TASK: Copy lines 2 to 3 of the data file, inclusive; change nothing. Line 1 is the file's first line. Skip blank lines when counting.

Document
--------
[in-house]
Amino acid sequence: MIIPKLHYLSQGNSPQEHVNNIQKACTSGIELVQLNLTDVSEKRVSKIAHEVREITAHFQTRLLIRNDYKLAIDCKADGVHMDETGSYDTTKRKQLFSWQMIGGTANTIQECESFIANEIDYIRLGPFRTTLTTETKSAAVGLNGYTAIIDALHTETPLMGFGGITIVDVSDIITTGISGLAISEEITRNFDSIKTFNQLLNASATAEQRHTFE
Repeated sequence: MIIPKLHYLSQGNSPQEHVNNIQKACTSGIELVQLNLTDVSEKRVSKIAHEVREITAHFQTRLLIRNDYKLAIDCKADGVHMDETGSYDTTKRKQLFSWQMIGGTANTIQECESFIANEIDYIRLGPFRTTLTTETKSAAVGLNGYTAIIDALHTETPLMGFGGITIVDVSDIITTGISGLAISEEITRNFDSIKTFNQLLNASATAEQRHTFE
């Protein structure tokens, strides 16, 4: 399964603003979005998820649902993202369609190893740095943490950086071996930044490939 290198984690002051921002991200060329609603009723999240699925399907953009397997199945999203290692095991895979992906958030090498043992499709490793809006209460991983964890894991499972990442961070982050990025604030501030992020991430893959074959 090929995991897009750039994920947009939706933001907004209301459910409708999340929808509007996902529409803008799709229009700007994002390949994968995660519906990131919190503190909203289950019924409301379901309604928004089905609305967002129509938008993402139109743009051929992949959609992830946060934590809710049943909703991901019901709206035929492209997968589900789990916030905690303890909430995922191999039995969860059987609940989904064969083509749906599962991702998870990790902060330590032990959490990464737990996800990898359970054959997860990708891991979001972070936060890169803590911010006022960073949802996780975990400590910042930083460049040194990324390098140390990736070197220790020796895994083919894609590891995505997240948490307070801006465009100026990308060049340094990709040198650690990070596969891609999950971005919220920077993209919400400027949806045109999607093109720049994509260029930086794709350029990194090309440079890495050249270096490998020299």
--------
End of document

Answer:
Amino acid sequence: MIIPKLHYLSQGNSPQEHVNNIQKACTSGIELVQLNLTDVSEKRVSKIAHEVREITAHFQTRLLIRNDYKLAIDCKADGVHMDETGSYDTTKRKQLFSWQMIGGTANTIQECESFIANEIDYIRLGPFRTTLTTETKSAAVGLNGYTAIIDALHTETPLMGFGGITIVDVSDIITTGISGLAISEEITRNFDSIKTFNQLLNASATAEQRHTFE
Repeated sequence: MIIPKLHYLSQGNSPQEHVNNIQKACTSGIELVQLNLTDVSEKRVSKIAHEVREITAHFQTRLLIRNDYKLAIDCKADGVHMDETGSYDTTKRKQLFSWQMIGGTANTIQECESFIANEIDYIRLGPFRTTLTTETKSAAVGLNGYTAIIDALHTETPLMGFGGITIVDVSDIITTGISGLAISEEITRNFDSIKTFNQLLNASATAEQRHTFE